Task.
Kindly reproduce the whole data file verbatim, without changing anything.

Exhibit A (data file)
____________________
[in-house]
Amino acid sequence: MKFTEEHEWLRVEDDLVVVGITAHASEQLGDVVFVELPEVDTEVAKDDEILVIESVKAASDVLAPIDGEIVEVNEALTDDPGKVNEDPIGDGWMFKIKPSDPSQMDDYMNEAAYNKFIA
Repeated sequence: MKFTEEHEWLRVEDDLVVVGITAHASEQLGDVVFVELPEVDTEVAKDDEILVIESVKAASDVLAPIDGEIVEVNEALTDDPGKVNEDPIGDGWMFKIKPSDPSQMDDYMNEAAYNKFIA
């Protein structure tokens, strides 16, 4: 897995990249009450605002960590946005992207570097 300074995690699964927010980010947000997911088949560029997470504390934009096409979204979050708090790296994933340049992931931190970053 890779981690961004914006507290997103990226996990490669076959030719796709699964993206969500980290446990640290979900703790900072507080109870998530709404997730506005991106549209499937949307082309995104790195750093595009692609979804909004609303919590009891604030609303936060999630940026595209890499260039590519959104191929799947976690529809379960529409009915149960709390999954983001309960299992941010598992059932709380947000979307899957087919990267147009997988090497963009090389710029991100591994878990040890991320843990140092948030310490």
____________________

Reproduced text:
[in-house]
Amino acid sequence: MKFTEEHEWLRVEDDLVVVGITAHASEQLGDVVFVELPEVDTEVAKDDEILVIESVKAASDVLAPIDGEIVEVNEALTDDPGKVNEDPIGDGWMFKIKPSDPSQMDDYMNEAAYNKFIA
Repeated sequence: MKFTEEHEWLRVEDDLVVVGITAHASEQLGDVVFVELPEVDTEVAKDDEILVIESVKAASDVLAPIDGEIVEVNEALTDDPGKVNEDPIGDGWMFKIKPSDPSQMDDYMNEAAYNKFIA
């Protein structure tokens, strides 16, 4: 897995990249009450605002960590946005992207570097 300074995690699964927010980010947000997911088949560029997470504390934009096409979204979050708090790296994933340049992931931190970053 890779981690961004914006507290997103990226996990490669076959030719796709699964993206969500980290446990640290979900703790900072507080109870998530709404997730506005991106549209499937949307082309995104790195750093595009692609979804909004609303919590009891604030609303936060999630940026595209890499260039590519959104191929799947976690529809379960529409009915149960709390999954983001309960299992941010598992059932709380947000979307899957087919990267147009997988090497963009090389710029991100591994878990040890991320843990140092948030310490």